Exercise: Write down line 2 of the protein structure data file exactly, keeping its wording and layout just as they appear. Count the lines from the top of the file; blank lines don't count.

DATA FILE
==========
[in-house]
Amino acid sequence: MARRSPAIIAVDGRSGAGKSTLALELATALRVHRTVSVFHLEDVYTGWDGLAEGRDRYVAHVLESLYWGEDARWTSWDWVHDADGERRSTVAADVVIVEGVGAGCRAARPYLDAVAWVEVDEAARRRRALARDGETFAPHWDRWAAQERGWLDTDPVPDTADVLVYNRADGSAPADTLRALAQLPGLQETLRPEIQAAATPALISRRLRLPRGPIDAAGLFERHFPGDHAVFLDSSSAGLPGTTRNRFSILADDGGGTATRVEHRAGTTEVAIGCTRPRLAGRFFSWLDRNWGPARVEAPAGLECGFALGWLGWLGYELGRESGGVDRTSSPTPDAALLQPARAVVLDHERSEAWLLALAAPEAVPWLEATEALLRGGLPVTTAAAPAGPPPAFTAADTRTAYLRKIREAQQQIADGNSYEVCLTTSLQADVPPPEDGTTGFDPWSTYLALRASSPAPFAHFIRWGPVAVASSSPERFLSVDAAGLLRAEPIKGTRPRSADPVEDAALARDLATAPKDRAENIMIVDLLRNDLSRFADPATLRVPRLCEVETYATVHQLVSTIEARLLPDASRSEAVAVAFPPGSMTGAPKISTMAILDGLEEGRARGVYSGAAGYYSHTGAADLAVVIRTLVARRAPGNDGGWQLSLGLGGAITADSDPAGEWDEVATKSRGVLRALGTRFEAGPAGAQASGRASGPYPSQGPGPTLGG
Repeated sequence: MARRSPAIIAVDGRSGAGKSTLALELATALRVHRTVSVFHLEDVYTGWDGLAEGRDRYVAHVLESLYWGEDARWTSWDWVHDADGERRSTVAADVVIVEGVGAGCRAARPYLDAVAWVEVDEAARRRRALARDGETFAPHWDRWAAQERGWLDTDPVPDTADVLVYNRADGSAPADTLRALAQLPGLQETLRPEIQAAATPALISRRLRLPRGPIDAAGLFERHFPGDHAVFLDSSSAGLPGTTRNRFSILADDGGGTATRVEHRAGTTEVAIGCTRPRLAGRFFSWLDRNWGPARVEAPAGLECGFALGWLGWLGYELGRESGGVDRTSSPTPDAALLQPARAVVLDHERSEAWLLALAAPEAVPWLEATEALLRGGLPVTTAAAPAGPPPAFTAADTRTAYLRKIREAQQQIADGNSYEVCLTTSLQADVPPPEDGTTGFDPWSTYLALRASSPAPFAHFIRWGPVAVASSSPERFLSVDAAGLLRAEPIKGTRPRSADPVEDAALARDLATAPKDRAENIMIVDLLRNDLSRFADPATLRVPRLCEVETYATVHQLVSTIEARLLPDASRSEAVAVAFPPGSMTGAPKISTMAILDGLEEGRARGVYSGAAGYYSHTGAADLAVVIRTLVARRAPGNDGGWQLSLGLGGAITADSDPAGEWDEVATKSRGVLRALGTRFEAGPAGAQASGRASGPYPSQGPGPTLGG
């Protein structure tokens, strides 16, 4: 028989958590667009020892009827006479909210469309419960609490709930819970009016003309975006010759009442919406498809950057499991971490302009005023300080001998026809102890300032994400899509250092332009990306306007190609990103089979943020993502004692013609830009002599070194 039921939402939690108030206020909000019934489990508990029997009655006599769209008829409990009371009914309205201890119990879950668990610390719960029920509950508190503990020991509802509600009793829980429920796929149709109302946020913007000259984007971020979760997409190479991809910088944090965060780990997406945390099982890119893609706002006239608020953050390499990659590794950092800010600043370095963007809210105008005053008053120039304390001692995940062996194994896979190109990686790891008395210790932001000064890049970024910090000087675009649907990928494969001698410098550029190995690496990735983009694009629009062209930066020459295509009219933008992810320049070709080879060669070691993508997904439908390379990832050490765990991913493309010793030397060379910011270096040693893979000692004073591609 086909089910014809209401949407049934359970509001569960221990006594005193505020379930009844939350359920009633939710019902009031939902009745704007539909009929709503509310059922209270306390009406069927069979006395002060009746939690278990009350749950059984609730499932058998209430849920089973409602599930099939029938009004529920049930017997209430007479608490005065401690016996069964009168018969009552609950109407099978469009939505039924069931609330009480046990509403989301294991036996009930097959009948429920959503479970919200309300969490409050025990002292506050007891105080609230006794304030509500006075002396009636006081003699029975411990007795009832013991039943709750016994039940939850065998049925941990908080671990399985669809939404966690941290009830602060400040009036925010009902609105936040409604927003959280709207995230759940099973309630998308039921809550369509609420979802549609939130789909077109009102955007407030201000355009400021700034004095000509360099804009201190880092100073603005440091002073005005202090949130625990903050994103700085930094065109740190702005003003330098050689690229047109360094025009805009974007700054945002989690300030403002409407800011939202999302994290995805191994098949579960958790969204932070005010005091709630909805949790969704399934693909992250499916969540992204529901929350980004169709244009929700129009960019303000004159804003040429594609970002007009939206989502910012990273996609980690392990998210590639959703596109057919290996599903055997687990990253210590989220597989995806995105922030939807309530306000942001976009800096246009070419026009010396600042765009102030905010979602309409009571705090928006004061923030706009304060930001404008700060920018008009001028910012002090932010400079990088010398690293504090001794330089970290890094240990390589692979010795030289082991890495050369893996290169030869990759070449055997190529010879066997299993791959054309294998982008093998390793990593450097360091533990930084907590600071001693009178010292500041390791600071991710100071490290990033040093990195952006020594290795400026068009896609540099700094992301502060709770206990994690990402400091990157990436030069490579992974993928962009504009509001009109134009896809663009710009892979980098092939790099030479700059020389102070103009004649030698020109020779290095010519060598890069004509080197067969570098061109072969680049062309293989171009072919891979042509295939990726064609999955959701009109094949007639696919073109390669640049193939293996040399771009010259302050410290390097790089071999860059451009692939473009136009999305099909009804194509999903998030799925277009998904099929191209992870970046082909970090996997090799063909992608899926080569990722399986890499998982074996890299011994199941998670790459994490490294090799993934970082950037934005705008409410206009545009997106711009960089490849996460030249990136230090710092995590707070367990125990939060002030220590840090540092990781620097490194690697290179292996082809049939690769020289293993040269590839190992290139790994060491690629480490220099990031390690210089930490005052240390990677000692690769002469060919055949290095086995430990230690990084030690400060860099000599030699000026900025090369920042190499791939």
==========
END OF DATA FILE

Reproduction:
Amino acid sequence: MARRSPAIIAVDGRSGAGKSTLALELATALRVHRTVSVFHLEDVYTGWDGLAEGRDRYVAHVLESLYWGEDARWTSWDWVHDADGERRSTVAADVVIVEGVGAGCRAARPYLDAVAWVEVDEAARRRRALARDGETFAPHWDRWAAQERGWLDTDPVPDTADVLVYNRADGSAPADTLRALAQLPGLQETLRPEIQAAATPALISRRLRLPRGPIDAAGLFERHFPGDHAVFLDSSSAGLPGTTRNRFSILADDGGGTATRVEHRAGTTEVAIGCTRPRLAGRFFSWLDRNWGPARVEAPAGLECGFALGWLGWLGYELGRESGGVDRTSSPTPDAALLQPARAVVLDHERSEAWLLALAAPEAVPWLEATEALLRGGLPVTTAAAPAGPPPAFTAADTRTAYLRKIREAQQQIADGNSYEVCLTTSLQADVPPPEDGTTGFDPWSTYLALRASSPAPFAHFIRWGPVAVASSSPERFLSVDAAGLLRAEPIKGTRPRSADPVEDAALARDLATAPKDRAENIMIVDLLRNDLSRFADPATLRVPRLCEVETYATVHQLVSTIEARLLPDASRSEAVAVAFPPGSMTGAPKISTMAILDGLEEGRARGVYSGAAGYYSHTGAADLAVVIRTLVARRAPGNDGGWQLSLGLGGAITADSDPAGEWDEVATKSRGVLRALGTRFEAGPAGAQASGRASGPYPSQGPGPTLGG